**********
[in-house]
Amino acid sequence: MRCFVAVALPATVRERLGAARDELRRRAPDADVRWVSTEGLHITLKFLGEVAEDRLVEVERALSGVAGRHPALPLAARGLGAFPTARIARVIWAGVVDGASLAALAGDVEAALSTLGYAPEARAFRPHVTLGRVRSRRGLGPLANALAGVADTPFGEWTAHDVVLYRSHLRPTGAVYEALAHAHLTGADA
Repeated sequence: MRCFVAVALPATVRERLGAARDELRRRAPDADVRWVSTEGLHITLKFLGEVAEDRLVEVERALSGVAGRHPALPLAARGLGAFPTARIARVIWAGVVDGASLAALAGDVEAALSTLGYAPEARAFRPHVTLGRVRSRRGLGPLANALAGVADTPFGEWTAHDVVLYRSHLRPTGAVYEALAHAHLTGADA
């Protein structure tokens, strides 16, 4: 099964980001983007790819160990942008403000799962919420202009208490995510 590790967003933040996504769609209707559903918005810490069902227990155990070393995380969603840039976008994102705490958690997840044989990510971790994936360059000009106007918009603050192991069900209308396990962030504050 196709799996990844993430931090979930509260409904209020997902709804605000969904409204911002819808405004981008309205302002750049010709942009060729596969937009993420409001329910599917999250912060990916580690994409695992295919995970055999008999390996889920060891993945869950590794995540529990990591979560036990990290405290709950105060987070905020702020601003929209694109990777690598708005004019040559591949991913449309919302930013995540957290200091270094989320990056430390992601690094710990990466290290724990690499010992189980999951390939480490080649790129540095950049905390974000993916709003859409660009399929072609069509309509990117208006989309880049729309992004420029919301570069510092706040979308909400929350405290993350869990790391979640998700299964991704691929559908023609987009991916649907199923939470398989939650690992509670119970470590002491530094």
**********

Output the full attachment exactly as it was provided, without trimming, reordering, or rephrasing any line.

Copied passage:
[in-house]
Amino acid sequence: MRCFVAVALPATVRERLGAARDELRRRAPDADVRWVSTEGLHITLKFLGEVAEDRLVEVERALSGVAGRHPALPLAARGLGAFPTARIARVIWAGVVDGASLAALAGDVEAALSTLGYAPEARAFRPHVTLGRVRSRRGLGPLANALAGVADTPFGEWTAHDVVLYRSHLRPTGAVYEALAHAHLTGADA
Repeated sequence: MRCFVAVALPATVRERLGAARDELRRRAPDADVRWVSTEGLHITLKFLGEVAEDRLVEVERALSGVAGRHPALPLAARGLGAFPTARIARVIWAGVVDGASLAALAGDVEAALSTLGYAPEARAFRPHVTLGRVRSRRGLGPLANALAGVADTPFGEWTAHDVVLYRSHLRPTGAVYEALAHAHLTGADA
């Protein structure tokens, strides 16, 4: 099964980001983007790819160990942008403000799962919420202009208490995510 590790967003933040996504769609209707559903918005810490069902227990155990070393995380969603840039976008994102705490958690997840044989990510971790994936360059000009106007918009603050192991069900209308396990962030504050 196709799996990844993430931090979930509260409904209020997902709804605000969904409204911002819808405004981008309205302002750049010709942009060729596969937009993420409001329910599917999250912060990916580690994409695992295919995970055999008999390996889920060891993945869950590794995540529990990591979560036990990290405290709950105060987070905020702020601003929209694109990777690598708005004019040559591949991913449309919302930013995540957290200091270094989320990056430390992601690094710990990466290290724990690499010992189980999951390939480490080649790129540095950049905390974000993916709003859409660009399929072609069509309509990117208006989309880049729309992004420029919301570069510092706040979308909400929350405290993350869990790391979640998700299964991704691929559908023609987009991916649907199923939470398989939650690992509670119970470590002491530094």